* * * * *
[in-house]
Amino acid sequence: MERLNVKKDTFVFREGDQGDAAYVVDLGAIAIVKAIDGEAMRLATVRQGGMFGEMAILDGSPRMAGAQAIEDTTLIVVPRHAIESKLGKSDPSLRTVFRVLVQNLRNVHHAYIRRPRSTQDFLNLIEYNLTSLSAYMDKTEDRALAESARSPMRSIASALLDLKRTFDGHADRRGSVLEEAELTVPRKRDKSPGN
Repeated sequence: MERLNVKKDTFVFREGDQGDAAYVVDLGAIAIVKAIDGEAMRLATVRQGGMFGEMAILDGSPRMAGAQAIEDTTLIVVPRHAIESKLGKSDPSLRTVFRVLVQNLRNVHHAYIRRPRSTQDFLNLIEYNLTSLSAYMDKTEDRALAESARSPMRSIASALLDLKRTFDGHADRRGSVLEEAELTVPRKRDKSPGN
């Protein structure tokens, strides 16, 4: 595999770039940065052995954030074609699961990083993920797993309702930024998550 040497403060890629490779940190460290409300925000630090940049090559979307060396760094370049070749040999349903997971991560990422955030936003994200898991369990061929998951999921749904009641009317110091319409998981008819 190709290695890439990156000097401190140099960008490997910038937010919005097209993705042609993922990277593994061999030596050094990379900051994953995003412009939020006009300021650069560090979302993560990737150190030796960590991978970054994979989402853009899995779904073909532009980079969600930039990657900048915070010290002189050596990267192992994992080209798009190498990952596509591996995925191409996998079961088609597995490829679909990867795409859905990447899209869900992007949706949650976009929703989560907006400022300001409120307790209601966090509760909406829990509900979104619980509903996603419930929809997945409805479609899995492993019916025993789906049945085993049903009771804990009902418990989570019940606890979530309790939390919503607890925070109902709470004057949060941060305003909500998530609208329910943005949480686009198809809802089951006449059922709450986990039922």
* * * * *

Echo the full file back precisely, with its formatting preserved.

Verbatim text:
[in-house]
Amino acid sequence: MERLNVKKDTFVFREGDQGDAAYVVDLGAIAIVKAIDGEAMRLATVRQGGMFGEMAILDGSPRMAGAQAIEDTTLIVVPRHAIESKLGKSDPSLRTVFRVLVQNLRNVHHAYIRRPRSTQDFLNLIEYNLTSLSAYMDKTEDRALAESARSPMRSIASALLDLKRTFDGHADRRGSVLEEAELTVPRKRDKSPGN
Repeated sequence: MERLNVKKDTFVFREGDQGDAAYVVDLGAIAIVKAIDGEAMRLATVRQGGMFGEMAILDGSPRMAGAQAIEDTTLIVVPRHAIESKLGKSDPSLRTVFRVLVQNLRNVHHAYIRRPRSTQDFLNLIEYNLTSLSAYMDKTEDRALAESARSPMRSIASALLDLKRTFDGHADRRGSVLEEAELTVPRKRDKSPGN
């Protein structure tokens, strides 16, 4: 595999770039940065052995954030074609699961990083993920797993309702930024998550 040497403060890629490779940190460290409300925000630090940049090559979307060396760094370049070749040999349903997971991560990422955030936003994200898991369990061929998951999921749904009641009317110091319409998981008819 190709290695890439990156000097401190140099960008490997910038937010919005097209993705042609993922990277593994061999030596050094990379900051994953995003412009939020006009300021650069560090979302993560990737150190030796960590991978970054994979989402853009899995779904073909532009980079969600930039990657900048915070010290002189050596990267192992994992080209798009190498990952596509591996995925191409996998079961088609597995490829679909990867795409859905990447899209869900992007949706949650976009929703989560907006400022300001409120307790209601966090509760909406829990509900979104619980509903996603419930929809997945409805479609899995492993019916025993789906049945085993049903009771804990009902418990989570019940606890979530309790939390919503607890925070109902709470004057949060941060305003909500998530609208329910943005949480686009198809809802089951006449059922709450986990039922």